The Medicare Rights Center is very happy to have been awarded, in partnership with the Center for Medicare Advocacy (the Center), a one-year grant from The Retirement Research Foundation to protect access to quality health coverage for people with Medicare.
Since 1965, Medicare has guaranteed access to health care for older adults; since 1972, it has also guaranteed access to health care for people with disabilities. Today, some 57 million older Americans and people with disabilities rely on Medicare for inpatient and outpatient care and prescription drugs, and together with the Affordable Care Act (ACA) and Medicaid, the program builds health security for Americans of all ages.
These invaluable programs have come under fire as members of the current Congress and Administration have sought to dismantle the ACA and change the Medicaid program as we know it through legislation, regulation, and litigation. Such dismantling puts older adults and people with disabilities at risk: an estimated 4.5 million Americans are aged 55-64 and relying on ACA coverage before becoming Medicare-eligible, people with disabilities leverage ACA coverage while they wait the mandatory two years before their Medicare coverage begins, and 11 million Americans are dually eligible for Medicare and Medicaid and could see their long-term care and other supports significantly reduced under ACA-related Medicaid cuts.
Fortunately, thanks to this new Retirement Research Foundation grant, Medicare Rights and the Center will work to protect and strengthen the Medicare program and prevent harmful policies that would erode health coverage and financial security for people with Medicare and their families. Through collaborative advocacy earlier in the year, Medicare Rights, the Center, and many others helped to successfully block passage of the American Health Care Act in the U.S. House of Representatives and the Better Care Reconciliation Act in the U.S. Senate—and to educate consumers, caregivers, professionals, and other stakeholders on the importance of the ACA, Medicare, and Medicaid. Medicare Rights and the Center will be able to continue this advocacy and education work, in light of new potential threats, over the coming year.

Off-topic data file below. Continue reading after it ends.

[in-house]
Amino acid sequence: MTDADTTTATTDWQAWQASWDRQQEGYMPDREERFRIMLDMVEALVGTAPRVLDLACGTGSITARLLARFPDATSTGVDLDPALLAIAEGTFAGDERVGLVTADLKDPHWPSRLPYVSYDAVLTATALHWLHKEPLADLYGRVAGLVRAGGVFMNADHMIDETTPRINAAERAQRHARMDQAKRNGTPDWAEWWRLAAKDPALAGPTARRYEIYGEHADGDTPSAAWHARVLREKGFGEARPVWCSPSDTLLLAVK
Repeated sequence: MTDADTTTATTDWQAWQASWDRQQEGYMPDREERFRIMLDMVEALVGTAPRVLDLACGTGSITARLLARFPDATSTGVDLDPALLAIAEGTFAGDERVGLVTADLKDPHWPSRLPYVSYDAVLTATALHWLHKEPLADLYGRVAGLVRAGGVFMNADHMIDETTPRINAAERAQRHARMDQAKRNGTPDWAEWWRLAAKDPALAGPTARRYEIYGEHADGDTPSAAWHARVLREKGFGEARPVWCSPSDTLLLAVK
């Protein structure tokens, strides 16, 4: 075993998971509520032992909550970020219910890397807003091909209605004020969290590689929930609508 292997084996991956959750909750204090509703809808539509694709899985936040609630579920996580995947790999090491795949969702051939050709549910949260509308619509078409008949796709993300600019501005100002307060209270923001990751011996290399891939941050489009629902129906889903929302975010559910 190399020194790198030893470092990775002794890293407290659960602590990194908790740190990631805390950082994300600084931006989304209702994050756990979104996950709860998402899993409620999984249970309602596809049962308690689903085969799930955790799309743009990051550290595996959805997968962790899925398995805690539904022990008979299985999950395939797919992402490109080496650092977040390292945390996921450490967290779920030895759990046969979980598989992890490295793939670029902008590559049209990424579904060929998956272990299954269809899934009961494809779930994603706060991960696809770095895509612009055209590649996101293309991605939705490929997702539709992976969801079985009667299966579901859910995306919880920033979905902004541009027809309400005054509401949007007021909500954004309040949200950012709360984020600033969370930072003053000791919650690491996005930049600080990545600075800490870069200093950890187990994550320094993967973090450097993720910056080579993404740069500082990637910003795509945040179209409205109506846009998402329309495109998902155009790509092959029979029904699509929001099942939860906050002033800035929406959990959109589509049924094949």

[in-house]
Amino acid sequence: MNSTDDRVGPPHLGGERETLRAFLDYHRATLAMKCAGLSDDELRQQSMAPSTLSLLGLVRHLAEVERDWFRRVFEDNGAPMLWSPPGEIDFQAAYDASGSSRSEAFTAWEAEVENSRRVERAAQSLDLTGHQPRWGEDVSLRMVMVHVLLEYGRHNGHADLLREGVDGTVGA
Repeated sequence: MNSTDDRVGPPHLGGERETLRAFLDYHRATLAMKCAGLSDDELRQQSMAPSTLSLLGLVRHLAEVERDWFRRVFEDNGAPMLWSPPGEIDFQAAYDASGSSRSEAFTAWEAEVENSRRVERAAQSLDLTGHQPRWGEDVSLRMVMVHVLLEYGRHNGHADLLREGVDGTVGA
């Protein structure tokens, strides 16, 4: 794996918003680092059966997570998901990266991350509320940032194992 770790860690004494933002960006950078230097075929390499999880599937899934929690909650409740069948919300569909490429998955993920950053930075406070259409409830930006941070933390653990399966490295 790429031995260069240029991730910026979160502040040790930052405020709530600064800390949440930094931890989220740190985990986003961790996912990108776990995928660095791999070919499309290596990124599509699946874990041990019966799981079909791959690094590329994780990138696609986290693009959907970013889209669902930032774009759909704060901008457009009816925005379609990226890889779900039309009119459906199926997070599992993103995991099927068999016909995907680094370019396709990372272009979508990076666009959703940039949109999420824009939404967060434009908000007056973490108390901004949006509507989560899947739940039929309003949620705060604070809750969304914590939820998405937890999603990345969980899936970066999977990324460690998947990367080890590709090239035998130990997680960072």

Unfortunately, despite the failure of certain health reform proposals over the summer, opportunities persist this fall and beyond for policymakers to pass portions of ACA repeal legislation and to otherwise scale back the ACA, Medicare, and Medicaid. These include tax reform bills, add-ons to bills to extend Medicare legislation, and new legislation that seeks to shift costs to people with Medicare in ways that can easily fall under the radar, for instance through increases in home health or Extra Help copayments.
Cost-shifting proposals are also very possible, with the U.S. Department of Health and Human Services signaling interest in balance billing, premium support (i.e., vouchers that typically do not keep pace with health care inflation), raising the age of Medicare eligibility, and more. It also remains to be seen how far agencies under the current administration will go to deregulate Medicare Advantage and other private marketplaces, making it more difficult in some cases to protect older adults and people with disabilities from steep costs, marketing abuses, and other harms.
In all of these scenarios, Medicare Rights and the Center for Medicare Advocacy are seen as leaders in protecting older Americans, and our new Retirement Research funding helps ensure that this work can continue.